I am a veterinarian. If I am working with people in breeding and preventive methodology, and they ask me, “Why are you here instead of in another place?”

I have a reason to give—Christ.

If they see a difference in my lifestyle and want to know the reason for this difference, and if they ultimately say, ” I’d like to be like you,” then I point them to Christ, who is the source of anything good in me. This is the evangelical’s great advantage. We know that Christ is the answer to all these questions. And to this knowledge we witness.

Question: What are some of the secular channels through which evangelicals may work as missionaries?

The United States’ oil and tire companies collaborate with similar concerns in India. A young person from the States, committed to Jesus Christ and employed by one of these firms, can volunteer for overseas work. He then comes as missionary and, I am told, that the U.S. company may add a bonus to his salary. Can you beat that? You get paid more for being a missionary!

These are the new things that we really ought to explore. We can so cultivate this possibility that it will be more than just a trickle here and there. I know people who have done this. It can happen. It is happening now.

Question: What other creative, new possibilities are there for people interested in serving Christ overseas?

College students can go for postgraduate studies overseas. India has scholarships available for students from the United States. Qualifying young people can go to India, and while on the campus as students, they can be living witnesses for Christ. They can be missionaries for one, two or three years.

When they finish their two-or three-year degree program in India, they can say, “Now I’ve done my job. I’m going out to a new field.” And all the while somebody else has picked up the price tag, giving Christians uninhibited liberty to work with ardent Marxists and other revolutionaries. No traditional missionary can have this opportunity—because of being tagged as a missionary.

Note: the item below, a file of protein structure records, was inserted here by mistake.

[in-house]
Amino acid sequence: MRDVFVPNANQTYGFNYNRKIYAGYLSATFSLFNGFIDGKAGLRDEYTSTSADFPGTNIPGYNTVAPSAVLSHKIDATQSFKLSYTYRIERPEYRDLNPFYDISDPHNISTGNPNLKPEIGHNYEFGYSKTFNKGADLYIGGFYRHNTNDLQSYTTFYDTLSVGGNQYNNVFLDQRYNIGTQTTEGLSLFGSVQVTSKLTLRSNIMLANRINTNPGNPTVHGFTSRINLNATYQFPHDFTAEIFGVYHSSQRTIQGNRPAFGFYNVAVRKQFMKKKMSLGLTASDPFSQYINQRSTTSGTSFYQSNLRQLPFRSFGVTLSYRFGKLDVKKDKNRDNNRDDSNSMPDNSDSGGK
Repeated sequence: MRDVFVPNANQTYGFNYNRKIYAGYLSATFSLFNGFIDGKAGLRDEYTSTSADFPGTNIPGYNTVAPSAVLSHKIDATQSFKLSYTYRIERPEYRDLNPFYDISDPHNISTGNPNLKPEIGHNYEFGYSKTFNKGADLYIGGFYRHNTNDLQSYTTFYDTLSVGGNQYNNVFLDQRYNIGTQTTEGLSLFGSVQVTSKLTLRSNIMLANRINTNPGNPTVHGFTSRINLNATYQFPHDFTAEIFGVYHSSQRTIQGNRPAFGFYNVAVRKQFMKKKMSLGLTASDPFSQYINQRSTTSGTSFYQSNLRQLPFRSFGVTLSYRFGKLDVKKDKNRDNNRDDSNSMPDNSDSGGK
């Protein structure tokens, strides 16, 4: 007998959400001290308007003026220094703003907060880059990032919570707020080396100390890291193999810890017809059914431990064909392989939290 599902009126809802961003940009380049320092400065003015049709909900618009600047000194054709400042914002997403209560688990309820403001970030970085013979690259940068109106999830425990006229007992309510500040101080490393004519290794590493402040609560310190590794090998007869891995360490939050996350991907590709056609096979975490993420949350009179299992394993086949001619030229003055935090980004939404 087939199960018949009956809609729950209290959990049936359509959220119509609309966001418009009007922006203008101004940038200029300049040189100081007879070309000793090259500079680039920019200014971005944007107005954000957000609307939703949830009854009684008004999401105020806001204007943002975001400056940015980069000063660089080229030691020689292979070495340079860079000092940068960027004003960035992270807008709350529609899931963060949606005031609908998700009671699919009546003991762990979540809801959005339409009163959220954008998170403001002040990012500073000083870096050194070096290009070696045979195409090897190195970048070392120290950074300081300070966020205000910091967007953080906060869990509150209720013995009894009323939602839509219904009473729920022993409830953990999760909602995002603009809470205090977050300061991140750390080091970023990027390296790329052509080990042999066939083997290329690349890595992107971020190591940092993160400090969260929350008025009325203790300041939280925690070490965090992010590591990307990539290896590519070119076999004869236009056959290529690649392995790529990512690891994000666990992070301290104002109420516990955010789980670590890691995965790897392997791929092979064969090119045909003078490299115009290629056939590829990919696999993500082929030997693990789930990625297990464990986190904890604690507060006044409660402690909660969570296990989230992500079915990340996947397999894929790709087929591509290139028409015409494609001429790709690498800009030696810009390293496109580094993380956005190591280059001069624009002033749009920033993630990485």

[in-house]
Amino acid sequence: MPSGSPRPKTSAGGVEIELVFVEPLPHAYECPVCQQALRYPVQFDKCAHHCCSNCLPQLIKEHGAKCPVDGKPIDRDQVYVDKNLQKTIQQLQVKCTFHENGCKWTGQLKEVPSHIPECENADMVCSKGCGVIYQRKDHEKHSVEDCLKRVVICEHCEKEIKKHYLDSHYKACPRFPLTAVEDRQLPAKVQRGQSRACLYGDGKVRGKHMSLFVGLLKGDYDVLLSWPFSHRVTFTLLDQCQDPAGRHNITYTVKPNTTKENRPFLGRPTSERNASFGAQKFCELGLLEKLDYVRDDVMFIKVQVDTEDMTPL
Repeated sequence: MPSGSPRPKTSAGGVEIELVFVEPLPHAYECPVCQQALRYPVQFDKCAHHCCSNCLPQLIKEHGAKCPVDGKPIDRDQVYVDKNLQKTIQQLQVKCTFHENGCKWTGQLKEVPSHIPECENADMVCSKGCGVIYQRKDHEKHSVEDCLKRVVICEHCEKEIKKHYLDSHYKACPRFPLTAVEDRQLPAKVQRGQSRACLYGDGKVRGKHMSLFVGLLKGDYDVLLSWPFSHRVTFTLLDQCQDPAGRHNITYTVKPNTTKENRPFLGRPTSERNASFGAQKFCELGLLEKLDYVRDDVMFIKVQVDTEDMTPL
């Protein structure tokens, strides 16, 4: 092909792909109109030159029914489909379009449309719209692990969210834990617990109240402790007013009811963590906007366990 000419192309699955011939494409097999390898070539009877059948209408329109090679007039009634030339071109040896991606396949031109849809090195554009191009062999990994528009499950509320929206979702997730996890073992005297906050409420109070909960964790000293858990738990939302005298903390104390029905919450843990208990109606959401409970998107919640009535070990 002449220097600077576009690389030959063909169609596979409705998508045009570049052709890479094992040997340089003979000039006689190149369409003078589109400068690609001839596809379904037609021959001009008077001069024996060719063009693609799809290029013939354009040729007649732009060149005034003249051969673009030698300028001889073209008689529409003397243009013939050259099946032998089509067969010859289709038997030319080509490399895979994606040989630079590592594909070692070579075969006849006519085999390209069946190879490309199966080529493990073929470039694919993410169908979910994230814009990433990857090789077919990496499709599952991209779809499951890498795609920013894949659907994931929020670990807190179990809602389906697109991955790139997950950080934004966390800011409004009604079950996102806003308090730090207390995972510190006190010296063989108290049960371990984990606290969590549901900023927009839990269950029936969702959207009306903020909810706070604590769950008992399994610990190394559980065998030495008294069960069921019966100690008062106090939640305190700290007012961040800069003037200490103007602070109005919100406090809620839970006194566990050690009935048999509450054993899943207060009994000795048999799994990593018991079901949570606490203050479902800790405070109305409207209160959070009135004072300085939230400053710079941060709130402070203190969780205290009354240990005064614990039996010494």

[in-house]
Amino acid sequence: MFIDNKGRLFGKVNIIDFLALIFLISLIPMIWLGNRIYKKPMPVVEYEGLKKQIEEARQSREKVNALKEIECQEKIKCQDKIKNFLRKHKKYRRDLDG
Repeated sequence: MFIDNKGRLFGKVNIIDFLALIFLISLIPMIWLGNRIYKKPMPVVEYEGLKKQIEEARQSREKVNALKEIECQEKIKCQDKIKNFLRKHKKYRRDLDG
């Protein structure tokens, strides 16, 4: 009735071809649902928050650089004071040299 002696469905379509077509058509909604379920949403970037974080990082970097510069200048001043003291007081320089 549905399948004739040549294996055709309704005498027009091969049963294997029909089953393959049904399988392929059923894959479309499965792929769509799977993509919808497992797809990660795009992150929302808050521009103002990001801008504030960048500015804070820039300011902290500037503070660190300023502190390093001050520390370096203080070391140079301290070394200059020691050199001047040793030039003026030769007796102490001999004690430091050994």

Good News needs to probe into these possibilities, make data available, and virtually recruit people on this basis.

Being a United Methodist, when you reach the land where you are going to work, you get in contact with the local Methodist congregation and become part of it. Here is where the universality of the United Methodist Church comes into focus. You are then a United Methodist missionary freed from the traditional stigma and from the load of an institution which may not be essential for our mission to be fulfilled.

Question: You have talked about the work of the Holy Spirit, both in the world and in the church. You have mentioned the need to bypass traditional church structures in order to get the Gospel to all people. And you have suggested some exciting ways to serve Christ overseas. How does all this relate to the community of believers? How does the community of believers reach out into the world?

We should sense the mood of the Holy Spirit within the community of the committed. If He tells us to get into operation and action somewhere, we need not wait for a mission board’s sanction. We will go ahead and do it! Not simply as an ant1thesis to the structure, but in obedience to the will of the Lord.

The time is right for this obedience.